Cleaning up Chicago’s air quality

By Contributing Writer

by: Brandon Smith, Contributing Writer

Chicago is getting close to having no violations of the U.S. Environmental Protection Agency’s current air quality standards.

But the standards, which the city has still not quite met, were set in 1990 and are “woefully outdated,” according to the American Lung Association, the leading health organization working to improve lung health. The news came during a Feb. 1 public meeting held at the ALA’s Chicago headquarters at 55 W. Wacker Drive.

“We’re not done yet,” said Peter Iwanowicz, the ALA’s assistant vice president. “Just as a physician wouldn’t tell you to stop a course of antibiotic in the middle of a treatment.”

A broad audience, including members from the business community and environmental activists as well as representatives of Illinois Senators Dick Durbin and Mark Kirk, gathered to hear the status of the ALA’s Healthy Air Campaign to help defend the Clean Air Act and push public officials to better enforce current pollution laws.

“We think it’s important that our government representatives are certainly aware of the issues and the perspectives that are coming from the public health side of our work,” said Harold Wimmer, ALA’s president of the Upper Midwest.

The Clean Air Act, the proverbial sword and shield of the ALA’s fight for healthier air, was enacted by Congress in 1970 and has helped reduce national air pollution by 60 percent.

“For us, this campaign is really about the coming together of health interests, pushing the Environmental Protection Agency to do something that many groups have pushed them for a number of years to do,” Iwanowicz said.

According to Illinois EPA Director Maggie Carson, there are dozens of pollutants that affect air quality, making it difficult to have a set air quality standard. She said air

quality is measured by an Air Quality Index, the national standard national method for reporting air pollution levels by ranking quality from “good” to “hazardous.”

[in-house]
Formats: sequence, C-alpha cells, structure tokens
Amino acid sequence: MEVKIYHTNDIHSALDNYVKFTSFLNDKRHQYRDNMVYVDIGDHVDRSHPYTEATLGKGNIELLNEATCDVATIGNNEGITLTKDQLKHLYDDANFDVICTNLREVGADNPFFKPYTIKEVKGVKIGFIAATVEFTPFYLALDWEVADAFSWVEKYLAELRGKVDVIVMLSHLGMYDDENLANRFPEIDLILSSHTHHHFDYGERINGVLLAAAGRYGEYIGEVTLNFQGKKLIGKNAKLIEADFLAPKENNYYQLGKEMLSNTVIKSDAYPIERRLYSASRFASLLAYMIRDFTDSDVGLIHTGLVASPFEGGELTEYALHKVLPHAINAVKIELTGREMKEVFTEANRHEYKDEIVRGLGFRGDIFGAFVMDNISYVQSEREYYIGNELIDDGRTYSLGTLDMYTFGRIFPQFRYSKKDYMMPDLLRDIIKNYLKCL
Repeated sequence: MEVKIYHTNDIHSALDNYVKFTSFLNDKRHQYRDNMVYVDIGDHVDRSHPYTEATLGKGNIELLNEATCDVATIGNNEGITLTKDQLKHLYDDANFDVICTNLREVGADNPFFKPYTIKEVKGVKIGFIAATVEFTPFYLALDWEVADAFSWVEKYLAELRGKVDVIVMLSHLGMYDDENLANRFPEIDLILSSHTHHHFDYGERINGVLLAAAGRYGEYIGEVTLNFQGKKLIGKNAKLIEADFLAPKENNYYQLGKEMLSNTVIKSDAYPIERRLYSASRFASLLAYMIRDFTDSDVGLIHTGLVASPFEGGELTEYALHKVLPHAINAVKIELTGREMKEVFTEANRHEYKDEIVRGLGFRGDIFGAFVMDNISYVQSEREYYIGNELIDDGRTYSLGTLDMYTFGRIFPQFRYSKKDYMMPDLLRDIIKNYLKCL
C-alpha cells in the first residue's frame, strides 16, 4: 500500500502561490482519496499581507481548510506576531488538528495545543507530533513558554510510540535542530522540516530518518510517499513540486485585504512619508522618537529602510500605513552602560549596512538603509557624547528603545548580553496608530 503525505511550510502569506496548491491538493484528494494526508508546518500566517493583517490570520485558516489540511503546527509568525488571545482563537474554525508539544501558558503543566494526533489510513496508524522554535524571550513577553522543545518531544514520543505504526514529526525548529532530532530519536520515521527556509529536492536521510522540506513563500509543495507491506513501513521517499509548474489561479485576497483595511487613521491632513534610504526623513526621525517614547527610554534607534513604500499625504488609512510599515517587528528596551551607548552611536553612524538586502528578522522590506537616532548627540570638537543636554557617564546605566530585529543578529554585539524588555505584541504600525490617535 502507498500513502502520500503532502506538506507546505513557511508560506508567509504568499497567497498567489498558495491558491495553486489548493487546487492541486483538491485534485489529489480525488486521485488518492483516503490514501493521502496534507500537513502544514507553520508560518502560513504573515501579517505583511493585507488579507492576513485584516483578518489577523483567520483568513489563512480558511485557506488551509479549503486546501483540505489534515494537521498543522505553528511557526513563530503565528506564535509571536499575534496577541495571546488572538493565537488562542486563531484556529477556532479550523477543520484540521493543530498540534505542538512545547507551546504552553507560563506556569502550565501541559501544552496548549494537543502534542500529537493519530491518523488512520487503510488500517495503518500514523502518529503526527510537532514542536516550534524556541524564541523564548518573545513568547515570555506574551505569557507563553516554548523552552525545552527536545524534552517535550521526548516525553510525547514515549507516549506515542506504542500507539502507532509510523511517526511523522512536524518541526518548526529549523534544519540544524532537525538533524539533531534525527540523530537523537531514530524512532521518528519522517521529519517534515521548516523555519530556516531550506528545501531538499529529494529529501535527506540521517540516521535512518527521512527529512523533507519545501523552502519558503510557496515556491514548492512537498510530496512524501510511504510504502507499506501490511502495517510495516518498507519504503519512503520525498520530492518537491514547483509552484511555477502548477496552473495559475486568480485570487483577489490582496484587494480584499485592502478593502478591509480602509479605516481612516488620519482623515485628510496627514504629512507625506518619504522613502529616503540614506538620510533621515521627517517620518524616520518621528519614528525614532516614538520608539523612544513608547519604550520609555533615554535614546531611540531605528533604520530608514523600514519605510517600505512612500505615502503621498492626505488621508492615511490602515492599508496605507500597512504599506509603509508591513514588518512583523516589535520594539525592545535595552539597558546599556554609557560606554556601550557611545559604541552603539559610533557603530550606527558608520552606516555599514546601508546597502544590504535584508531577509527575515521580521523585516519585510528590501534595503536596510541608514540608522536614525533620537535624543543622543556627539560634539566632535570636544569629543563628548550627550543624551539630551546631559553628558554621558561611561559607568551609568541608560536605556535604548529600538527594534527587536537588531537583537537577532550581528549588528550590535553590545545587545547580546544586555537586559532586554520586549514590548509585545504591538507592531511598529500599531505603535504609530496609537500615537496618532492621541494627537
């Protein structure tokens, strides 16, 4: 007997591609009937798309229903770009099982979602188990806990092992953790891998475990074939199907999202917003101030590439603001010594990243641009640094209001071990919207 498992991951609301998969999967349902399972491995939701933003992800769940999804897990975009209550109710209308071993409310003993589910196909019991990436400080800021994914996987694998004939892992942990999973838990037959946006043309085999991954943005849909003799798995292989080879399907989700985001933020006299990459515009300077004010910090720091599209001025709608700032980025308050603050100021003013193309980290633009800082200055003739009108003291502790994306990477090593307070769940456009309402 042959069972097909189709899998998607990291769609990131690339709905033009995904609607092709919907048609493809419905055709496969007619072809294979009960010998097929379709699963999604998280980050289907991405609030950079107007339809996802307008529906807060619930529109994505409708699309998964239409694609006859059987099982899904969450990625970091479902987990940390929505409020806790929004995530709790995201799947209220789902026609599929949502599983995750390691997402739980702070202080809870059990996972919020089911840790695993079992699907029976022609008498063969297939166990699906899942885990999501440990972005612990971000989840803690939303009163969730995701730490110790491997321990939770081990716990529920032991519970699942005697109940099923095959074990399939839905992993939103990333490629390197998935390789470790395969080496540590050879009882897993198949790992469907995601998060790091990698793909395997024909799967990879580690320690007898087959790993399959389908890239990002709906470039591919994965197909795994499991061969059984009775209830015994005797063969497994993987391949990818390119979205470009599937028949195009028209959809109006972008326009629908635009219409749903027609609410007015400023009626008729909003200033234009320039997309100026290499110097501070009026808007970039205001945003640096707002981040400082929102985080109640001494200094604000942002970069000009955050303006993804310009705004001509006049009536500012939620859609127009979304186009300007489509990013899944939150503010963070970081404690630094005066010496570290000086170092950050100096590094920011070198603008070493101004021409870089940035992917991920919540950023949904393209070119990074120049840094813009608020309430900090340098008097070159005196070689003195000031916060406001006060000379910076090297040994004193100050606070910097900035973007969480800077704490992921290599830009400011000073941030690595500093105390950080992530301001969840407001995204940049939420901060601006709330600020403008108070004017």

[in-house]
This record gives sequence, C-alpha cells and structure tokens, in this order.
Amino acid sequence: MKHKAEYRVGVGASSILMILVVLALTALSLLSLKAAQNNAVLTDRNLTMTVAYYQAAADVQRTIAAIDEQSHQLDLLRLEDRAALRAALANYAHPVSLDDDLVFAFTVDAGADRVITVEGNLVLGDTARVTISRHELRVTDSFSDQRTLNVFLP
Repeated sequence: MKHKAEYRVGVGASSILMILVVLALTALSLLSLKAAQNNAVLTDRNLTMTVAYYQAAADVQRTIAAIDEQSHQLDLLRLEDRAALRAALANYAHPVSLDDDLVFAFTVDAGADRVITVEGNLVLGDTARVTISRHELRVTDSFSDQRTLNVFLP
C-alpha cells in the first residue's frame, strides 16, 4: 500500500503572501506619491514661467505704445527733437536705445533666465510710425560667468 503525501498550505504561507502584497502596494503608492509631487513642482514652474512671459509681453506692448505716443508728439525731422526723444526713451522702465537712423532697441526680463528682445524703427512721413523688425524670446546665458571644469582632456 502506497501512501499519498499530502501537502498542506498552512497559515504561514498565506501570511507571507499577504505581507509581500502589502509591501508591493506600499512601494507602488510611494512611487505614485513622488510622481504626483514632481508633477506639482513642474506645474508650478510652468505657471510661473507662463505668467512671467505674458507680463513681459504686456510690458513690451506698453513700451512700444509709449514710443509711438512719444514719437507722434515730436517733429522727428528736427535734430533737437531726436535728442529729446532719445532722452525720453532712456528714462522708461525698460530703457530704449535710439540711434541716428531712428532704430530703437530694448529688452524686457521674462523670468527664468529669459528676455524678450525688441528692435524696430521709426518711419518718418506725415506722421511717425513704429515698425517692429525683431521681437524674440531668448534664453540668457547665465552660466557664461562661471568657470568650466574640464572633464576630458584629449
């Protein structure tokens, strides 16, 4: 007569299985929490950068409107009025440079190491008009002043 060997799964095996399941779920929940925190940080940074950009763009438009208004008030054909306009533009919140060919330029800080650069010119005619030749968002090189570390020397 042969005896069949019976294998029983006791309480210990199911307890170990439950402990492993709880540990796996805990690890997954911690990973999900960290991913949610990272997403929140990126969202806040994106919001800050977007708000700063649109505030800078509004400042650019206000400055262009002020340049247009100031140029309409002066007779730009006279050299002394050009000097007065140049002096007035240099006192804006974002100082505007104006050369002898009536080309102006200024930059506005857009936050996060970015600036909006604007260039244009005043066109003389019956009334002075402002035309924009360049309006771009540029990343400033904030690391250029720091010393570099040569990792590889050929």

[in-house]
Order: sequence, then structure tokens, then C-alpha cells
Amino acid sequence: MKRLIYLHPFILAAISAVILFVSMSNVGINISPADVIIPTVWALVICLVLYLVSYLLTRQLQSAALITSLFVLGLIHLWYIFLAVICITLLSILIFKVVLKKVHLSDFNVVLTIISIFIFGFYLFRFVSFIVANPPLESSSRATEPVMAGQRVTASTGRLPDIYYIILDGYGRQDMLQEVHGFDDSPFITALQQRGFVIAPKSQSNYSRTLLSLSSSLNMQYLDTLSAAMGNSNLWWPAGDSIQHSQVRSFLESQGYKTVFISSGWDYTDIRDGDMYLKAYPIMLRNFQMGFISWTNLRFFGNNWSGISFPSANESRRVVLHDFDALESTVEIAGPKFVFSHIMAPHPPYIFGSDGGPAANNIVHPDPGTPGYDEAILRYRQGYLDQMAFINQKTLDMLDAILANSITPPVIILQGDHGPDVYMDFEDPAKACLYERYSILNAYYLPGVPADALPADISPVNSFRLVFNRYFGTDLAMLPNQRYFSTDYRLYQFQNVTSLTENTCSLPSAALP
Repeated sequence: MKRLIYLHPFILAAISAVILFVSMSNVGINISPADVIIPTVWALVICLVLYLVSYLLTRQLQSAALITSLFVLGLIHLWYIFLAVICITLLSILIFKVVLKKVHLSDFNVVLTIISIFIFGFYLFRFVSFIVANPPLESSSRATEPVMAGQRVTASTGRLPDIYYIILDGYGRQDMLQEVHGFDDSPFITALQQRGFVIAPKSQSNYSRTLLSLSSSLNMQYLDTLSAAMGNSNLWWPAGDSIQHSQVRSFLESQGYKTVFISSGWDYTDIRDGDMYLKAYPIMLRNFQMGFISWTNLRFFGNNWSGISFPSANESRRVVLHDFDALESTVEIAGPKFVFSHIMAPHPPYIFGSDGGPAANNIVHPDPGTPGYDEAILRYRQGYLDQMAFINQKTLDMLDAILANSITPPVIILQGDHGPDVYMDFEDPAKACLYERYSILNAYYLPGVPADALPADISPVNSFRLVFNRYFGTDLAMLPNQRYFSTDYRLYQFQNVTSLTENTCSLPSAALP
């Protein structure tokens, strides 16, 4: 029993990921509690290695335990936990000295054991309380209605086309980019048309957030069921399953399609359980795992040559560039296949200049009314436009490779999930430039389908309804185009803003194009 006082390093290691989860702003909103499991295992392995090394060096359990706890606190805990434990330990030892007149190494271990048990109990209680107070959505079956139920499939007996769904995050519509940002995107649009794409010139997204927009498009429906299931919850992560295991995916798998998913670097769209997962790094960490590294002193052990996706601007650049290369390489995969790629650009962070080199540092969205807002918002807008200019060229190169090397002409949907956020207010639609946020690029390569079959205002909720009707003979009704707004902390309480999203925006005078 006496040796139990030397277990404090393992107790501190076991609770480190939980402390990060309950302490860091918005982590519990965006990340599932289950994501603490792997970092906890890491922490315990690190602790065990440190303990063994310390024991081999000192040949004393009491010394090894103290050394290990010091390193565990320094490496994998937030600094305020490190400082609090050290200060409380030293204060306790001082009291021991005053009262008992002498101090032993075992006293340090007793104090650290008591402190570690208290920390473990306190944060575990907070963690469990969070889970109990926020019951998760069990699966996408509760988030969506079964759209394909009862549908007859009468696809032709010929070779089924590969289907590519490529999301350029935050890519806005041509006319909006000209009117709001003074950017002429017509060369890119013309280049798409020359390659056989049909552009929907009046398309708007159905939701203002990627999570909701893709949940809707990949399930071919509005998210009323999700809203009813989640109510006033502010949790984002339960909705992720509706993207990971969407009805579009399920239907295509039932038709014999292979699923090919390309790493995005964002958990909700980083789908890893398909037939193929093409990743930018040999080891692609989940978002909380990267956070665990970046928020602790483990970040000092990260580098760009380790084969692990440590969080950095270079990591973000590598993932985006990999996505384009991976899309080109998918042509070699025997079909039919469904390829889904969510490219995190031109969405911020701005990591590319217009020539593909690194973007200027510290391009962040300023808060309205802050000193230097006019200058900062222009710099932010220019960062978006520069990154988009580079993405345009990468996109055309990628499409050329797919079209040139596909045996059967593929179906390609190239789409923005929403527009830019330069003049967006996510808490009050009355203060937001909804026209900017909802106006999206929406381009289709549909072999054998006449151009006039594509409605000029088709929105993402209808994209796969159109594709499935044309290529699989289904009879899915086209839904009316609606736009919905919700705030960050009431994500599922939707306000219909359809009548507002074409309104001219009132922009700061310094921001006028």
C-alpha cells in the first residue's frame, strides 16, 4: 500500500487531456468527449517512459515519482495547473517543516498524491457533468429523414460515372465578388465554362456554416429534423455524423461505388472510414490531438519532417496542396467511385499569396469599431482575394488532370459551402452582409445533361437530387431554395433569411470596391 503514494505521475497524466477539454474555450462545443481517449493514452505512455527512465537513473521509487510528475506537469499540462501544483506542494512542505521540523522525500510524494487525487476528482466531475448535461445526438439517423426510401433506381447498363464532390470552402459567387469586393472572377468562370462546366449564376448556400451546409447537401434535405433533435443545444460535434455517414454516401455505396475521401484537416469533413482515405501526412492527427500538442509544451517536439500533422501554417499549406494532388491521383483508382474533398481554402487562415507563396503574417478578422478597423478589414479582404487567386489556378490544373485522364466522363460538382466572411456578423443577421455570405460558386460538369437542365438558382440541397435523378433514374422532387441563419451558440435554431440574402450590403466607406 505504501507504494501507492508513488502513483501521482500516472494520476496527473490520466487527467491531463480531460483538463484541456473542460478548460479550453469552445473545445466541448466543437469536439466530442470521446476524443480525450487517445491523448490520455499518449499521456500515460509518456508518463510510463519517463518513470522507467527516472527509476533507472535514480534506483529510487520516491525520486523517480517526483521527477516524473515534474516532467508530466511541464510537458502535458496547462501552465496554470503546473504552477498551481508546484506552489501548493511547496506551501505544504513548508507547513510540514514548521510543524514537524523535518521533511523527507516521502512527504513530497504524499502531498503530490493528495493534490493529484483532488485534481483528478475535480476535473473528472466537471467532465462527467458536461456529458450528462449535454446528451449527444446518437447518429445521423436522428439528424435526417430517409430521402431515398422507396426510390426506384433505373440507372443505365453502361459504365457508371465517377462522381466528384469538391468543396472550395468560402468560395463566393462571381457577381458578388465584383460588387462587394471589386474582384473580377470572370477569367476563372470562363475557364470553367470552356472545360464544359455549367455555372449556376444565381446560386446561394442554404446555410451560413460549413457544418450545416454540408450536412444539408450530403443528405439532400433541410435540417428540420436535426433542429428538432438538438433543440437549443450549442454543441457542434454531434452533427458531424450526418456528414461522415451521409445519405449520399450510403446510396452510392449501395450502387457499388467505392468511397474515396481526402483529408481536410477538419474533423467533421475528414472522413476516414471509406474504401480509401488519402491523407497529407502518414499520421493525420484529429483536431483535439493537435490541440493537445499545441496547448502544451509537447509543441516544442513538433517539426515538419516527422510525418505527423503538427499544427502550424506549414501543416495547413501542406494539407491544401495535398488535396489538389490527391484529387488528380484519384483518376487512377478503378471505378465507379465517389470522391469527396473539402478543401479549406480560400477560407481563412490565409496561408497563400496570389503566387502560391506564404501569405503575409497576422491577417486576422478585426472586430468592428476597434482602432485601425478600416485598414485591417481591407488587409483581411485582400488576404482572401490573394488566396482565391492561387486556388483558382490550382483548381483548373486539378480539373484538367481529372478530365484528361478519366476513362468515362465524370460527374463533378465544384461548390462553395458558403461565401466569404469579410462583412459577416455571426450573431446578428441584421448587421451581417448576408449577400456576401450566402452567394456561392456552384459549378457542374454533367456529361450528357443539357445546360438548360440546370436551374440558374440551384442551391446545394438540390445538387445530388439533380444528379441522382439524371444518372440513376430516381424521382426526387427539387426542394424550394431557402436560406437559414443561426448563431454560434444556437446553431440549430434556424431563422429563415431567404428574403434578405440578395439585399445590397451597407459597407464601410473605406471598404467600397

“Each toxin has its own standard of measurement,” Carson said. “There is particulate matter which you can see and touch, but there are also various gases in the air.”

A 2010 Illinois Annual Air Quality Report released by the IEPA showed that Chicago’s air quality has consistently stayed within the “good to moderate” range.

A dramatic note was struck during the meeting when Dan Dolan Laughlin, a longtime ALA volunteer, gave a personal account of his battle with chronic obstructive pulmonary

disease, an incurable lung condition.

“I was going to take the train in today, but walking through the train shed is just about bad enough to make me pass out,” Laughlin said, as the movements of his mouth were veiled by his breathing mask.

According to a 2010 report released by the EPA, 160,000 premature deaths occurred nationally because of respiratory conditions caused by unhealthy air.

Significant obstacles remain, but there are reasons for optimism, Iwanowicz said.

“There are people in Los Angeles who wake up and realize now that there are mountains that you can see from downtown LA,” he said as he noted the change since 1970.

According to the ALA, if emission standards are not improved by 2020, the U.S. will be seeing an upward of 230,000 annual premature deaths caused by respiratory problems.